In Among Women across Worlds, Suzy Kim excavates the transnational linkages between women of North Korea and a worldwide women's movement. Women of Asia, especially those espousing communism, are often portrayed as victims or pawns of a patriarchal Confucian state. Kim undercuts this standard analysis through detailed archival work in the international women's press, and finds that North Korean women asserted themselves in unexpected places from the late 1940s--just before the official beginning of the Korean War--to 1975, the year designated by the UN as International Women's Year.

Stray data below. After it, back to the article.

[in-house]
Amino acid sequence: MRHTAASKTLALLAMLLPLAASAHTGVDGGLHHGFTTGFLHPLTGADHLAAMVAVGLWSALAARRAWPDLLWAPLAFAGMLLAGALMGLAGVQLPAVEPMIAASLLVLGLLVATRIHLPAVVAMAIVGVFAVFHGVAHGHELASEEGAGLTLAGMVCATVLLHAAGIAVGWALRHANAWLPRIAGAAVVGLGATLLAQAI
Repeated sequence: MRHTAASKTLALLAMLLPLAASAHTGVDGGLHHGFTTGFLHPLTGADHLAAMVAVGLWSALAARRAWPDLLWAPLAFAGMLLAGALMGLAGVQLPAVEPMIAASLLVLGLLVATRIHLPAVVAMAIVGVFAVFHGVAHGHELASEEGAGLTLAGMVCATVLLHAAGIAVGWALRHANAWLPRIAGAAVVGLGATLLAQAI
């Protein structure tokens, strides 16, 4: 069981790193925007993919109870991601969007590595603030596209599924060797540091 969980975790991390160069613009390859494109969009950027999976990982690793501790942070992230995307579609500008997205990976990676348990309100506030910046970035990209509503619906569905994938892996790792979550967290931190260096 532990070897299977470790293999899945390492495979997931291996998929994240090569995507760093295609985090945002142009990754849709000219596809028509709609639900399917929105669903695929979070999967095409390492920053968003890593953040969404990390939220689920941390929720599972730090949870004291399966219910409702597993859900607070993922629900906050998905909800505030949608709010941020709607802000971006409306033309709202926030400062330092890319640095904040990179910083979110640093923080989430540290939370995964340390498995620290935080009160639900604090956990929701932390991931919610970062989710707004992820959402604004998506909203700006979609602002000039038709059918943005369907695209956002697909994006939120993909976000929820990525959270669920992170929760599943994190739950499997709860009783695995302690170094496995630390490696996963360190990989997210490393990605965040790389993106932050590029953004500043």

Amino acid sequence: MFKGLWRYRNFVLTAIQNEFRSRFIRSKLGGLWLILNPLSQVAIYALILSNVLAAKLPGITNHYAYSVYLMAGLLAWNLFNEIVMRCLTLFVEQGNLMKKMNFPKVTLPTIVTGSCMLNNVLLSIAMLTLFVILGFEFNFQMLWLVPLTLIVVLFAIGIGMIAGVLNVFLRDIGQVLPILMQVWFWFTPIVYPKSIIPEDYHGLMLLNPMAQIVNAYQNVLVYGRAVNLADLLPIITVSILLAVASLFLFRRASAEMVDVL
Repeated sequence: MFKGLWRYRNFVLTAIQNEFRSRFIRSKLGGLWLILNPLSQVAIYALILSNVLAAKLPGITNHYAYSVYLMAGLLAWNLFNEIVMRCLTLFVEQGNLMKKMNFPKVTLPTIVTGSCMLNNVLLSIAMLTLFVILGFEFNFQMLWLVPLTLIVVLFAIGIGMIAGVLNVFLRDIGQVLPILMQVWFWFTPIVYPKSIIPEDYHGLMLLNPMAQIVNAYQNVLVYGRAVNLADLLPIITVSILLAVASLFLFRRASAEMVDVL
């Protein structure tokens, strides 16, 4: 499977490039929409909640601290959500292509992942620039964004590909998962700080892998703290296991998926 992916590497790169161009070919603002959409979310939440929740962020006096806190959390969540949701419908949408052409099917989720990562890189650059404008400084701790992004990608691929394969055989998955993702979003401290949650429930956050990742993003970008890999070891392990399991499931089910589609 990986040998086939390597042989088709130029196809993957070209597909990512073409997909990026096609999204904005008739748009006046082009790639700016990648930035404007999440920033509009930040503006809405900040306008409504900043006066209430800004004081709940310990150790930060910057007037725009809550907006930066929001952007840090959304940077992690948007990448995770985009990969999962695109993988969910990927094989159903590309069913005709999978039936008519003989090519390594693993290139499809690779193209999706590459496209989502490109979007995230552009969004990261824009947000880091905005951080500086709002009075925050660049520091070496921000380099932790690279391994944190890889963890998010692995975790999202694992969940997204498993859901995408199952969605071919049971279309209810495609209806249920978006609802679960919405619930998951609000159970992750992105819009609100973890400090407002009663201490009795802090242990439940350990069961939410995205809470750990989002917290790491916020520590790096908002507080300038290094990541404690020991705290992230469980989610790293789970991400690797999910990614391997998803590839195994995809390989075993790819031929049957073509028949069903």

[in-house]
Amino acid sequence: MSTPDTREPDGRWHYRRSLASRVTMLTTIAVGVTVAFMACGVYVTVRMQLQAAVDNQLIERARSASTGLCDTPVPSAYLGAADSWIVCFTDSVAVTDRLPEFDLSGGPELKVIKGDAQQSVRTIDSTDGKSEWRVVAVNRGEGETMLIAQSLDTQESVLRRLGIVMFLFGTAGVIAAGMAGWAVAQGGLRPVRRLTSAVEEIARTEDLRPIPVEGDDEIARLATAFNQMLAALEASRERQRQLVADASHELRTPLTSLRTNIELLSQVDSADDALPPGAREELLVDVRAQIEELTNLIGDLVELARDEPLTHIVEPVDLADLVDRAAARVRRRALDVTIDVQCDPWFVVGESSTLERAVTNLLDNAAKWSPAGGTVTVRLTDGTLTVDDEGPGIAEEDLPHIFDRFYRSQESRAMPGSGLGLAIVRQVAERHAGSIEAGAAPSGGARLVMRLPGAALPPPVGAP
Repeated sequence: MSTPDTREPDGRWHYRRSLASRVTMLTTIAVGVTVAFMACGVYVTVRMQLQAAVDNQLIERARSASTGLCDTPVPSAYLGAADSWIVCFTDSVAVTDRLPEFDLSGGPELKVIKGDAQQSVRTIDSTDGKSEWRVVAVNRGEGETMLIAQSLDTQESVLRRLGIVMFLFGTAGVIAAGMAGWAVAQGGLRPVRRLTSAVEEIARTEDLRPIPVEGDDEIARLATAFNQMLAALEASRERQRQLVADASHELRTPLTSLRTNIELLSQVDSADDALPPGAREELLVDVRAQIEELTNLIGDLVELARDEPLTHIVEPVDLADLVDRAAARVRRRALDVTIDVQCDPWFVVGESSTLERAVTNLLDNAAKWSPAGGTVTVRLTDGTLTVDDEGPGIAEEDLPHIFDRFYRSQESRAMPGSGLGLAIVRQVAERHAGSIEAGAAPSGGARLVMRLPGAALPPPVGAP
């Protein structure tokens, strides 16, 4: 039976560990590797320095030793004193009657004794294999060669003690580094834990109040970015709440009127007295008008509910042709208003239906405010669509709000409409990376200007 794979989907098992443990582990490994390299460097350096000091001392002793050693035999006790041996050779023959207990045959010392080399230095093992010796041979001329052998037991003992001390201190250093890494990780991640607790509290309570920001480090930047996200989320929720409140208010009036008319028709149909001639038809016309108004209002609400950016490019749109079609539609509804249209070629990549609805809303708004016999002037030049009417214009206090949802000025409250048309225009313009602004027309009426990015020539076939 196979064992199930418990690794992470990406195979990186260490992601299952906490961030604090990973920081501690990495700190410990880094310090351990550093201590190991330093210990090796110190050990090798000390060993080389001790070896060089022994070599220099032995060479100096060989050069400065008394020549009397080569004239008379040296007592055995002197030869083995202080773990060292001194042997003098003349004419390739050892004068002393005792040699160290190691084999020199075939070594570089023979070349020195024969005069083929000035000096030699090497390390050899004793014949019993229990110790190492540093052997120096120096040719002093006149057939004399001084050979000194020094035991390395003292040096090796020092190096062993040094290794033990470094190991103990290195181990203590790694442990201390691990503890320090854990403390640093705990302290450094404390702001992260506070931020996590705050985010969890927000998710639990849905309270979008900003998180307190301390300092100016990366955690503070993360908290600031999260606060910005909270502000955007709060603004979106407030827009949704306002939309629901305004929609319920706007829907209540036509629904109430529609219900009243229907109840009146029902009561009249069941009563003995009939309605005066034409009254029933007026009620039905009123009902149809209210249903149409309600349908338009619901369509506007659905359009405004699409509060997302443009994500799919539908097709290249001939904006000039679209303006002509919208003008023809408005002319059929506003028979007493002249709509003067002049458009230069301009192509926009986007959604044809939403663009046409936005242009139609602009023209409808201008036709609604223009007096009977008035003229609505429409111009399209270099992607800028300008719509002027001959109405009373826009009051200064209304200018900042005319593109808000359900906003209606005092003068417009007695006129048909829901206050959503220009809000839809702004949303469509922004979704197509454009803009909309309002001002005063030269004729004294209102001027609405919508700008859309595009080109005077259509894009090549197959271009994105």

By centering North Korea and the East, Kim defies convention to offer an entirely new genealogy of the global women's movement. Women of the Korean Democratic Women's Union (KDWU), as part of the global left women's movement led by the Women's International Democratic Federation (WIDF), insisted family and domestic issues must be part of both national and international debates, highlighting how race, nationality, sex, and class connect to form systems of colonial and capitalist exploitation. Their intersectional program claimed that there is no peace without justice, that the personal is the political, and that women's rights are human rights many decades before activists of the West embraced such agendas. Among Women across Worlds is an archaeology of forgotten movements and ideas that became the foundation for those that have come to define our era.
About the Author
Suzy Kim is Associate Professor of Korean History at Rutgers University. She is the author of Everyday Life in the North Korean Revolution, 1945-1950.